Real Estate ownership poses risks of environmental liability.  Under the federal "Superfund" law, an owner or operator of a location where there has been a realize of hazardous substances that threaten the environment can be ordered to take remedial response measures. Other legal sources of similar liability often exist. Thus the understanding of any potential for environmental remedial liability associated with real estate is very important and it should be obtained prior to actual acquisition.

Mergers & Acquisitions raise issues of possible liability, not only on account of real estate ownership and operation, but because of past or present liabilities and duties of the entities to be acquired or merged.  The liabilities may exist because of past contractual dealings, off-site shipment of hazardous materials, or may be present due to environmental regulatory requirements that are not adequately understood or appreciated by the existing entity or organization that is on the other side of a business merger or acquisition.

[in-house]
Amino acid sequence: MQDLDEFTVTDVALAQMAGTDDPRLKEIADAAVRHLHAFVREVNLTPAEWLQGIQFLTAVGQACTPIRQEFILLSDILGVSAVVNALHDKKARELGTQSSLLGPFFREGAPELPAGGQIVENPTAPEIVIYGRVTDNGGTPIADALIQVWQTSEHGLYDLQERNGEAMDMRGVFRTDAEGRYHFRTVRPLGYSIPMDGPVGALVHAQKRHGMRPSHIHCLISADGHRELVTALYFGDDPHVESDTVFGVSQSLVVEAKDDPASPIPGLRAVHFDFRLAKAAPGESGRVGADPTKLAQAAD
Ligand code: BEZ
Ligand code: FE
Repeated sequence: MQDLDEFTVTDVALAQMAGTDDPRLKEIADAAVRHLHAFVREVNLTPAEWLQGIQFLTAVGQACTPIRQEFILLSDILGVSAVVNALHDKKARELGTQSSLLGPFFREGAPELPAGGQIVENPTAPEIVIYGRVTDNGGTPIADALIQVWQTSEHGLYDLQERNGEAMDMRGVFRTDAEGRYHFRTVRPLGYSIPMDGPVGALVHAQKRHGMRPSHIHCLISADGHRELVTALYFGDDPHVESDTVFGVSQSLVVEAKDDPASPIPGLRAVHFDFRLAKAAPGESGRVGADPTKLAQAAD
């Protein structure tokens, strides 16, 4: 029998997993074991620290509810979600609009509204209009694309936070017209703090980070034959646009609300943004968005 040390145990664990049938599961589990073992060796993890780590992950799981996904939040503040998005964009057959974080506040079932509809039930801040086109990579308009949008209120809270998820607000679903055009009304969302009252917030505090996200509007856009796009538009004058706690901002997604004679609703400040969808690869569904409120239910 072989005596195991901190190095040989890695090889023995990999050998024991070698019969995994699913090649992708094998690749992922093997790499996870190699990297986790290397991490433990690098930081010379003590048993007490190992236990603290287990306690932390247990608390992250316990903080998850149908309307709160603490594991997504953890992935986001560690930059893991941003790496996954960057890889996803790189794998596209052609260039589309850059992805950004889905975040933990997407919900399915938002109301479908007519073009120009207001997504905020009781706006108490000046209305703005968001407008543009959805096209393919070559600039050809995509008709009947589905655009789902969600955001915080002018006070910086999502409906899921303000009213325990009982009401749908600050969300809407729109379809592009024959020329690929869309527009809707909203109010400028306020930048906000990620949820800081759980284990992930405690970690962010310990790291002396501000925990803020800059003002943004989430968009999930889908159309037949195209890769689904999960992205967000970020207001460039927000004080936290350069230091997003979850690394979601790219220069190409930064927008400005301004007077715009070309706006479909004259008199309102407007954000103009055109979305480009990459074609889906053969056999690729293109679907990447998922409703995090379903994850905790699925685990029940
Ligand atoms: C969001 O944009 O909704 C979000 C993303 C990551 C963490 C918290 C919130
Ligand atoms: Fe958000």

Restructuring a business for tax or other advantages is relatively common.  The proper legal and economic evaluation of what liabilities go with entities involved or created in a restructuring is important to individual owners of the resulting entities and for tax and legal reasons. Unless adequate reserves or other assets sufficient to defray environmental liability are left with an entity as a result of a reorganization, the other entities that survive and shareholders receiving cash or assets may be the target of efforts to recover remedial costs.